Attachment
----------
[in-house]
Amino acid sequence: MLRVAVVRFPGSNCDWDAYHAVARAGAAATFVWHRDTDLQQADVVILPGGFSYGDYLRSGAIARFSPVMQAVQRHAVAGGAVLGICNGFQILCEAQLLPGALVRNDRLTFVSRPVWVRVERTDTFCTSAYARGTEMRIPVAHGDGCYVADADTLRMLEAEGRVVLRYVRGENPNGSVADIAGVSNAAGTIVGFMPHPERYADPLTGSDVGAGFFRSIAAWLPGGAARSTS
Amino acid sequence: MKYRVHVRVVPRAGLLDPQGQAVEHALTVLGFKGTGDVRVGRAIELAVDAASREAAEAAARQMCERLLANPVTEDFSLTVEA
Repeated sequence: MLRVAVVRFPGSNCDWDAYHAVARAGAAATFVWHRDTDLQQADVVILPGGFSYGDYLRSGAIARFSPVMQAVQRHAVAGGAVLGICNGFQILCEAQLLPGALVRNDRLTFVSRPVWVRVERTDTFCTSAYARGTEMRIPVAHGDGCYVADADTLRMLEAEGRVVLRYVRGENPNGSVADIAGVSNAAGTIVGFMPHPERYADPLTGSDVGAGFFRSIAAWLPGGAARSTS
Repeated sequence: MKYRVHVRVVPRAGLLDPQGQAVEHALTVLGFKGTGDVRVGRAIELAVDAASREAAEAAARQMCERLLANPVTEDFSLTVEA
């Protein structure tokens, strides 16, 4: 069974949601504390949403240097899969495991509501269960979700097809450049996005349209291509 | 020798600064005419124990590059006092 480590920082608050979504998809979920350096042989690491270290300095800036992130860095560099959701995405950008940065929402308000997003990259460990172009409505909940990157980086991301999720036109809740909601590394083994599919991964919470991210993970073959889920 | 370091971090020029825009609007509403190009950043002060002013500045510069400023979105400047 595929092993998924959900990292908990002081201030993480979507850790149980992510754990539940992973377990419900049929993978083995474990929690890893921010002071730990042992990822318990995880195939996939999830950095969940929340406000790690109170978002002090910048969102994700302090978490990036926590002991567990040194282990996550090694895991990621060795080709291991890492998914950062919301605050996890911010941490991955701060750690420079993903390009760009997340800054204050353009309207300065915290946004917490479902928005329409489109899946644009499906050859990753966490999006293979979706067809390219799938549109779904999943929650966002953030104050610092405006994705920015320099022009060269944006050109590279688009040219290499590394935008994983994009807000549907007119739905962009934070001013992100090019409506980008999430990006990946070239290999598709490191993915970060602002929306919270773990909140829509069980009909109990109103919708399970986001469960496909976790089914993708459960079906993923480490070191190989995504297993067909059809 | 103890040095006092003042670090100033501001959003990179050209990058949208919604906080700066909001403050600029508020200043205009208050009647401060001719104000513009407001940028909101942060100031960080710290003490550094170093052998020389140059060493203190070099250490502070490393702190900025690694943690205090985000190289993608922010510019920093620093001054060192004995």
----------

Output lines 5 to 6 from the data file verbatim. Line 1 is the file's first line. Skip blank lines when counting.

Repeated sequence: MKYRVHVRVVPRAGLLDPQGQAVEHALTVLGFKGTGDVRVGRAIELAVDAASREAAEAAARQMCERLLANPVTEDFSLTVEA
């Protein structure tokens, strides 16, 4: 069974949601504390949403240097899969495991509501269960979700097809450049996005349209291509 | 020798600064005419124990590059006092 480590920082608050979504998809979920350096042989690491270290300095800036992130860095560099959701995405950008940065929402308000997003990259460990172009409505909940990157980086991301999720036109809740909601590394083994599919991964919470991210993970073959889920 | 370091971090020029825009609007509403190009950043002060002013500045510069400023979105400047 595929092993998924959900990292908990002081201030993480979507850790149980992510754990539940992973377990419900049929993978083995474990929690890893921010002071730990042992990822318990995880195939996939999830950095969940929340406000790690109170978002002090910048969102994700302090978490990036926590002991567990040194282990996550090694895991990621060795080709291991890492998914950062919301605050996890911010941490991955701060750690420079993903390009760009997340800054204050353009309207300065915290946004917490479902928005329409489109899946644009499906050859990753966490999006293979979706067809390219799938549109779904999943929650966002953030104050610092405006994705920015320099022009060269944006050109590279688009040219290499590394935008994983994009807000549907007119739905962009934070001013992100090019409506980008999430990006990946070239290999598709490191993915970060602002929306919270773990909140829509069980009909109990109103919708399970986001469960496909976790089914993708459960079906993923480490070191190989995504297993067909059809 | 103890040095006092003042670090100033501001959003990179050209990058949208919604906080700066909001403050600029508020200043205009208050009647401060001719104000513009407001940028909101942060100031960080710290003490550094170093052998020389140059060493203190070099250490502070490393702190900025690694943690205090985000190289993608922010510019920093620093001054060192004995």